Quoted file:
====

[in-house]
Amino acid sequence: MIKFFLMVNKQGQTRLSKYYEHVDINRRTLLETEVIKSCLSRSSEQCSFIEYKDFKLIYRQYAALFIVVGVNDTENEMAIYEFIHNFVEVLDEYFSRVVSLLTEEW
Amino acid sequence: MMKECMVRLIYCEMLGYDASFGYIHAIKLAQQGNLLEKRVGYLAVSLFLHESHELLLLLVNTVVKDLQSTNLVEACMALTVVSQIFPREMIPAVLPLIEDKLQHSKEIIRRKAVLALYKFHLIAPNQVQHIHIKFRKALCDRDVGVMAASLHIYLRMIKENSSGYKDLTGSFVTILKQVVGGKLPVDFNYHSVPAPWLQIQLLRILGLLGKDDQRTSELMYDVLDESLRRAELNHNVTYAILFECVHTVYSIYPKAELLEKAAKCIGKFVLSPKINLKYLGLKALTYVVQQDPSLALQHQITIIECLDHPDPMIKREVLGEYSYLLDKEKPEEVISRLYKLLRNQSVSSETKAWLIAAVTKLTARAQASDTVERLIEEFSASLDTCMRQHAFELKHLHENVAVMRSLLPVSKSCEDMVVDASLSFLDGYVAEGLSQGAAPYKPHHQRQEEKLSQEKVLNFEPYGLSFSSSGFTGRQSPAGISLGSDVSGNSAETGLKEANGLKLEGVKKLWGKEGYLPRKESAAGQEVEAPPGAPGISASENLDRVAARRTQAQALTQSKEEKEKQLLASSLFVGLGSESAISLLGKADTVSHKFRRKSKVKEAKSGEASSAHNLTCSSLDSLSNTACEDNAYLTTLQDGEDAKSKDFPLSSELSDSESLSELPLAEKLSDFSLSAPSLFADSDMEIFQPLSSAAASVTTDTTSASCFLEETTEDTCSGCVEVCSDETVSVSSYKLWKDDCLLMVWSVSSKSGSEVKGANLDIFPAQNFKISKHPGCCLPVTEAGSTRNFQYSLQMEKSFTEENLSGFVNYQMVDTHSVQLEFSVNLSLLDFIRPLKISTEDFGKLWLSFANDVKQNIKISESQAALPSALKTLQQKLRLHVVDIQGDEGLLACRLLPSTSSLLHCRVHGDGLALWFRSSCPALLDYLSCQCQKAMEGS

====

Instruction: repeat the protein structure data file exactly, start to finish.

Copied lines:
[in-house]
Amino acid sequence: MIKFFLMVNKQGQTRLSKYYEHVDINRRTLLETEVIKSCLSRSSEQCSFIEYKDFKLIYRQYAALFIVVGVNDTENEMAIYEFIHNFVEVLDEYFSRVVSLLTEEW
Amino acid sequence: MMKECMVRLIYCEMLGYDASFGYIHAIKLAQQGNLLEKRVGYLAVSLFLHESHELLLLLVNTVVKDLQSTNLVEACMALTVVSQIFPREMIPAVLPLIEDKLQHSKEIIRRKAVLALYKFHLIAPNQVQHIHIKFRKALCDRDVGVMAASLHIYLRMIKENSSGYKDLTGSFVTILKQVVGGKLPVDFNYHSVPAPWLQIQLLRILGLLGKDDQRTSELMYDVLDESLRRAELNHNVTYAILFECVHTVYSIYPKAELLEKAAKCIGKFVLSPKINLKYLGLKALTYVVQQDPSLALQHQITIIECLDHPDPMIKREVLGEYSYLLDKEKPEEVISRLYKLLRNQSVSSETKAWLIAAVTKLTARAQASDTVERLIEEFSASLDTCMRQHAFELKHLHENVAVMRSLLPVSKSCEDMVVDASLSFLDGYVAEGLSQGAAPYKPHHQRQEEKLSQEKVLNFEPYGLSFSSSGFTGRQSPAGISLGSDVSGNSAETGLKEANGLKLEGVKKLWGKEGYLPRKESAAGQEVEAPPGAPGISASENLDRVAARRTQAQALTQSKEEKEKQLLASSLFVGLGSESAISLLGKADTVSHKFRRKSKVKEAKSGEASSAHNLTCSSLDSLSNTACEDNAYLTTLQDGEDAKSKDFPLSSELSDSESLSELPLAEKLSDFSLSAPSLFADSDMEIFQPLSSAAASVTTDTTSASCFLEETTEDTCSGCVEVCSDETVSVSSYKLWKDDCLLMVWSVSSKSGSEVKGANLDIFPAQNFKISKHPGCCLPVTEAGSTRNFQYSLQMEKSFTEENLSGFVNYQMVDTHSVQLEFSVNLSLLDFIRPLKISTEDFGKLWLSFANDVKQNIKISESQAALPSALKTLQQKLRLHVVDIQGDEGLLACRLLPSTSSLLHCRVHGDGLALWFRSSCPALLDYLSCQCQKAMEGS